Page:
The Pyrenees---Southern France

The Pyrenees---Southern France

Thursday, September 20, 2012

Naughty? Or Nice?

          The deadline for "Fifty Shades of Santa" submissions is hurtling towards us. Romance...humor...nothing sexually explicit is what they're looking for.  I can do funny and I can do not-raunchy, but romance? Not really. 

photo by floridapfe

         Last night I took my "Santa" story to my writing critique group. Helpful and encouraging and on-point they were, as usual. And it reminded me of more reasons why writing critique groups are so valuable:

1.  You'll get a speeding ticket when you leave your critique group. Okay, I didn't get caught by the police speeding when I left the WWWPs last night, but I was exhilirated and I was speeding--until I slowed down, realizing that the police would probably not consider "I'm-so-excited-because-writing-outside-of-my-box-is-so-fun-and-they-kinda-liked-my-story" as a valid excuse for breaking the law. Do you think I was right?

2. Any intestinal blockage (or blockage of any other kind) will clear up. Instantly. Someone (we won't mention names) brought brownies that included pureed prunes as one of the ingredients. Hopefully, too many explosions didn't occur as a result of that culinary debacle. What's that you say? You're stopped up creatively? A writing critique group will start the creative juices flowing again, too.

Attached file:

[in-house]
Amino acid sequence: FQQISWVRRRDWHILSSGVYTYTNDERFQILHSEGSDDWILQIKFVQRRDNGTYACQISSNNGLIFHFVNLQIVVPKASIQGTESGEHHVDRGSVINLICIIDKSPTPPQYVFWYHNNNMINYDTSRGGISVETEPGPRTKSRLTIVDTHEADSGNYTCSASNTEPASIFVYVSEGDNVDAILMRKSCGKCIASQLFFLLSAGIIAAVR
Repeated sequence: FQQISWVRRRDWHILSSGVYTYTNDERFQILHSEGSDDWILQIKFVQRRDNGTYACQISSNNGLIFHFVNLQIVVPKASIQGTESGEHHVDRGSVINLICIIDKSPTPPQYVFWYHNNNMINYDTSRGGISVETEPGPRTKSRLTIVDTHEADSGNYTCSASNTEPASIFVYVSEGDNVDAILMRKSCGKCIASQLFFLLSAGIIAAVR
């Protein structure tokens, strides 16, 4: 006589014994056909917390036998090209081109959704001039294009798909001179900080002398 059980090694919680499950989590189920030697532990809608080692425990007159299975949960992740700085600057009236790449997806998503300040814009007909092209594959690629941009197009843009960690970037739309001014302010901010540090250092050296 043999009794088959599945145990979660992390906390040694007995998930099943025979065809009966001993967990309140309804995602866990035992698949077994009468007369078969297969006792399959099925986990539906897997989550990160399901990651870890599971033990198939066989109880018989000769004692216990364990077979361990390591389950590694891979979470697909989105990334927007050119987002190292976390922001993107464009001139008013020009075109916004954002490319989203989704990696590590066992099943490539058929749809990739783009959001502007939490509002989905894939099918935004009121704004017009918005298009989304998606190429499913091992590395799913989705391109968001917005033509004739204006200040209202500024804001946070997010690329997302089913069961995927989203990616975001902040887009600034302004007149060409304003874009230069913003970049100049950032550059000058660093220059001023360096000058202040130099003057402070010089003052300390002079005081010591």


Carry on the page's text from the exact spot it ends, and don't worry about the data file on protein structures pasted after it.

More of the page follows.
3.  The chance to open your mouth, gaping, in awe. In one evening, writers share stories that are heart-wrenchingly tender, gut-bustingly funny, and sobbingly-sad. All in one night. 

     I'm encouraging you, before it's too late, to send in your holiday romance stories to  Pat Smith of Welkin Press is eagerly anticipating a flood of stories.  Make sure they're 2,000-8.000 words long, and make sure you don't wait too long...the deadline is September 30.

      Donna, thanks for posting this call. And Lisa--I expect to be competing with you for a spot in this anthology. So if you haven't already written and sent off something, you'd better get your rear in gear...

And please check out my guest post on "The Muffin" where I explain the real difference between men and women--and whether you agree or disagree, please leave a comment.

Tuesday, September 18, 2012

I'm a Woman...W-O-M-A-N, I'll Say It Again

      How much mileage can you get out of a scraped scalp? Apparently a lot.

     A year or so ago, I got my head caught in the sink at work. I was trying to save $5. Washing my hair so I wouldn't have to pay my hair stylist an extra fee... After the shampooing was finished, I was going to drive quickly to my appointment, so my hair would still be damp when I arrived.

      That was the plan, anyhow. Since the sink was incredibly small, the faucet was huge (and apparently I was incredibly cheap), it ended up a bit of a mess.


        My head.



         Within the last week, I've gotten the news that Mozark Press is publishing my fictionalized story of this hair-raising experience. My blogging buddy Lisa Ricard Claro and my fellow WWWP (Wild Women Wielding Pens) Linda O'Connell also have stories in this anthology. 

          Today I got an email telling me my nonfiction version is going to be part of Publishing Syndicate's first book in the Not Your Mother's Book series; it's titled On Being a Woman and will be released on October 9.

           See? A bit of flesh left on a faucet goes a long way...

         What kind of tidbit of life experience have you used in several ways--morphing it for various publications or contests? Or What was the stupidest thing you ever did?(Getting my head held hostage by a faucet is not one of my brighter moments, for sure.)